Epic: that’s the one word I choose to describe this Xianxia novel that I came across.
At a time when there’s a spate of meaningless and wooden novels doing their rounds, with such horrible lyrical quality and plot that they’ll bring tears to your eyes, Heavy Sweetness comes like a breather.
Delicately written characters, well-rounded plot are the assets of this novel. It’s funny, poignant and the characters will remain close to your heart.
Jin Mi is the daughter of the long-dead Flower Goddess, who was fed the Unfeeling Pill because of which she doesn’t comprehend the love that the Second Prince of Heaven, Phoenix, has for her. Actually, the Flower Goddess had her own reasons, because she was once involved in a love triangle between the Heavenly Emperor and the Water God. However, since her own story ended in tragedy, she wanted her daughter to avoid these sort of entanglements.
So Jin Mi grows up totally carefree. But, feelings won’t stay away for long. Because Phoenix and his elder brother Night both fall in love with her, and all hell breaks loose!
A superbly written book, there’s great depth to the characters. But what surprised me is that unlike the foreboding premise, the book itself had been extremely funny, thanks to Jin Mi’s thick skin. The light moments almost always manage to diffuse the underlaying tension, which I find to be a wonderful paradox in itself.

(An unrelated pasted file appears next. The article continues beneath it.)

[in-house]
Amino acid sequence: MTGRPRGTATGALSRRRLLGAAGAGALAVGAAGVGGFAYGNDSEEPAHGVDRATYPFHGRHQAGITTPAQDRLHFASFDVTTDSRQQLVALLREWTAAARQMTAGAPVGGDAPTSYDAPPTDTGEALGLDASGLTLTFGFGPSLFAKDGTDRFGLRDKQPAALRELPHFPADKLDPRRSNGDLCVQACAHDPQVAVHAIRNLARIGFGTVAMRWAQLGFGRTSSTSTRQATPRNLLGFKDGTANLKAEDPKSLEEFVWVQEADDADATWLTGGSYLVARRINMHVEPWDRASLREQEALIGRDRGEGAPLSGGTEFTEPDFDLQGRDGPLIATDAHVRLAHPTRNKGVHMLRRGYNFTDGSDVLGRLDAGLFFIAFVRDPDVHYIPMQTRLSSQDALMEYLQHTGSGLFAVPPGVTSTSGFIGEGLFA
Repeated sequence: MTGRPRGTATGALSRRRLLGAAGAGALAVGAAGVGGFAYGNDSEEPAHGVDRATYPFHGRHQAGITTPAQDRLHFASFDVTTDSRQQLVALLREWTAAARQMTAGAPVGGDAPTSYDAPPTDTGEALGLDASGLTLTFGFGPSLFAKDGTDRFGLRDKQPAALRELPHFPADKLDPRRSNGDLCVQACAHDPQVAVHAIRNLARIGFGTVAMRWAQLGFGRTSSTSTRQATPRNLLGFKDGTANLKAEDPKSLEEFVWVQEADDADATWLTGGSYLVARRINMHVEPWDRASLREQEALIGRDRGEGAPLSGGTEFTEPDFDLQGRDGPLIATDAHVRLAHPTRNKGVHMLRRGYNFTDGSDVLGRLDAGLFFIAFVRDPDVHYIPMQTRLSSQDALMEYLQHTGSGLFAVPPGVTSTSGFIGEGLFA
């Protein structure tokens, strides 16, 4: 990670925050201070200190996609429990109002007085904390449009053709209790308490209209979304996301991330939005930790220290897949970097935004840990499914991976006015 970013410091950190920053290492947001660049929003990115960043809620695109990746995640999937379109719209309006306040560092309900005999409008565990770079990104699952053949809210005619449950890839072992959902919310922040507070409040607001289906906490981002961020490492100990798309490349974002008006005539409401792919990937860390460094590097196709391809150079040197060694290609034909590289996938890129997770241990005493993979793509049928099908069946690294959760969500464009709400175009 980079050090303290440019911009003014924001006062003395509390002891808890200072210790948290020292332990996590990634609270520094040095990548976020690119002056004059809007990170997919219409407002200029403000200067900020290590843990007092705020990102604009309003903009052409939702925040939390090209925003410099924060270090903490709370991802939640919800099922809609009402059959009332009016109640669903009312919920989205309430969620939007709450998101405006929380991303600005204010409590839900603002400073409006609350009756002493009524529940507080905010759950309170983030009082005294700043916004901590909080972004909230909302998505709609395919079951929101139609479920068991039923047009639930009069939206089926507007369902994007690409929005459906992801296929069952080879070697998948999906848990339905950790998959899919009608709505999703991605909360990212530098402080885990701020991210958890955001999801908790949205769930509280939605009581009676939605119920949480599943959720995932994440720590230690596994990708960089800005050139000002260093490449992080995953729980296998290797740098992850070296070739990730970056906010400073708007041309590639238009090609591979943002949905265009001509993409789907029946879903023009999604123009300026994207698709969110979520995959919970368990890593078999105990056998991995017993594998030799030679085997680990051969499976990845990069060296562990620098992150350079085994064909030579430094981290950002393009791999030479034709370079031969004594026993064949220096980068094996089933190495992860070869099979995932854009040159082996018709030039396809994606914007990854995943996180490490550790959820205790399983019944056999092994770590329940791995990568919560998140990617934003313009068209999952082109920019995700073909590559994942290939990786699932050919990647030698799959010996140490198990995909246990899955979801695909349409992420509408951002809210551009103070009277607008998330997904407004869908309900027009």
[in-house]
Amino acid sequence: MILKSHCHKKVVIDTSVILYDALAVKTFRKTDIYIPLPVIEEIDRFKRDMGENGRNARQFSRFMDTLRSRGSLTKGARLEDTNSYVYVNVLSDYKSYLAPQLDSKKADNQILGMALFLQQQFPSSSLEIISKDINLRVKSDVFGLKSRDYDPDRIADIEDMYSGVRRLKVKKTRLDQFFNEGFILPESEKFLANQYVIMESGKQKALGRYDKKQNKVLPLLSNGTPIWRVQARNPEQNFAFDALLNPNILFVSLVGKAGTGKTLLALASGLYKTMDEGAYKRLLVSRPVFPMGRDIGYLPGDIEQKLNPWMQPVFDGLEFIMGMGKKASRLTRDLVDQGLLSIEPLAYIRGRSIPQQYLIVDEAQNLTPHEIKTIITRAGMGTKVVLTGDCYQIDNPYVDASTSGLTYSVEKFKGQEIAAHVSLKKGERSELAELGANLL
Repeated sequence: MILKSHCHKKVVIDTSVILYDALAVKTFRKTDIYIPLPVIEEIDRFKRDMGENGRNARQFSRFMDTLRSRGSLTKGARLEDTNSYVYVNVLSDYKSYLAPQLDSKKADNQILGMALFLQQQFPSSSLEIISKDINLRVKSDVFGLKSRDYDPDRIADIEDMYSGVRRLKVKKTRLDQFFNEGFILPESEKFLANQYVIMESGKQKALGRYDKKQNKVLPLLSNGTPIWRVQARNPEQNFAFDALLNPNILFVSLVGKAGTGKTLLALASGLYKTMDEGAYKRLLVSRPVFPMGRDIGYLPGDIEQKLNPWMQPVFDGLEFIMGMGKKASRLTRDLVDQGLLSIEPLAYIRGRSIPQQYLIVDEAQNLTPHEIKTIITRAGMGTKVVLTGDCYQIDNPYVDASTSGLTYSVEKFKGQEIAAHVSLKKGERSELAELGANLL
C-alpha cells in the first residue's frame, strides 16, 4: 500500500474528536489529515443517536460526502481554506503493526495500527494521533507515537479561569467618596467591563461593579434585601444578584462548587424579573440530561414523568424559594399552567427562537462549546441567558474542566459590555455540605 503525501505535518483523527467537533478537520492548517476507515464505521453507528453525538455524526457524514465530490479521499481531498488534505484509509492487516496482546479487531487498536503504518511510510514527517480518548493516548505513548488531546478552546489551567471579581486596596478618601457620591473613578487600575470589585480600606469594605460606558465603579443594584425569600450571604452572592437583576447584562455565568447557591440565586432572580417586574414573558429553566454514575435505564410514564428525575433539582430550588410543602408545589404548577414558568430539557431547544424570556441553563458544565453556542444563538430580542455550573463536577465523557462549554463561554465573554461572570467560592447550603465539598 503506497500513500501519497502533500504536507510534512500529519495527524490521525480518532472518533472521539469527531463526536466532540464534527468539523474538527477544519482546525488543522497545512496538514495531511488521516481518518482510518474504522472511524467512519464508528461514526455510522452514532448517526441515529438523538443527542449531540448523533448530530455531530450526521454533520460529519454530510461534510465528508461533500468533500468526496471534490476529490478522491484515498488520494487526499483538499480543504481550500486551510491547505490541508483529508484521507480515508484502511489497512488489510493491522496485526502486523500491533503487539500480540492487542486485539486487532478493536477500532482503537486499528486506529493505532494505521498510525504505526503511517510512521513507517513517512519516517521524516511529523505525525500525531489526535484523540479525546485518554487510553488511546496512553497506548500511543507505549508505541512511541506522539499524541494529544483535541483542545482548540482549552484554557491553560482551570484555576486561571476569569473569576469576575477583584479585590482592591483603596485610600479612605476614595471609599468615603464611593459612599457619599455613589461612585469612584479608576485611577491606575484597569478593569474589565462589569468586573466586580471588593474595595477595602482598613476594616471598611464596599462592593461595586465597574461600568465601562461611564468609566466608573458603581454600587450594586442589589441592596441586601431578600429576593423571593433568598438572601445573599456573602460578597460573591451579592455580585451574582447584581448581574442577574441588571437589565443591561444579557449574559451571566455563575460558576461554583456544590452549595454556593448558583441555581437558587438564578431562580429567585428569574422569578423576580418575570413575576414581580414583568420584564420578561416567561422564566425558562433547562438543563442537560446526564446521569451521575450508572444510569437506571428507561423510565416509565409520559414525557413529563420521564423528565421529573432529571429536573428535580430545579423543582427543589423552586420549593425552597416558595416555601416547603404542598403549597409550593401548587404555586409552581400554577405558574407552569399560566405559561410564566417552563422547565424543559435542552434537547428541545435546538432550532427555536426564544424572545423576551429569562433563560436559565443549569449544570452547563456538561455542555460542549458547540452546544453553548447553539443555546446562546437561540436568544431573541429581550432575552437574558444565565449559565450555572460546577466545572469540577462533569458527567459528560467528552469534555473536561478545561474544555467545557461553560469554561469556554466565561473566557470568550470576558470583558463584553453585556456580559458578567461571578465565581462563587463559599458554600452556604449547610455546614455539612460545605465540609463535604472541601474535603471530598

Even the side characters like Old Carrot Immortal, Master Pu Chi and Moon God have been given important roles to play and aren’t there just for cosmetic purposes. As the plot unravels more, the tension builds up and the climax is taken to a very high pitch. But it’s a tension one can’t help but love.
Especially when Jin Mi kills Phoenix, only to realize that regardless of the Unfeeling Pill, she’s fallen in love with him, the angst reaches peak level and you simply enjoy the ride knowing that you’re too hooked to get off from it.
Heavy Sweetness is without a doubt, one of the most well-written, heart-wrenching, tear-producing books I’ve read in the recent times. But in the end, it also reminded me of the reason why everybody loves Online C-Novels, to begin with.
Xiaoyuer was translating this book, as far as I remember. But when I checked now, Decembi had taken over and completed the entire book sans the epilogues.
The book’s been very well-translated by Decembi and I advise you guys to check it up here.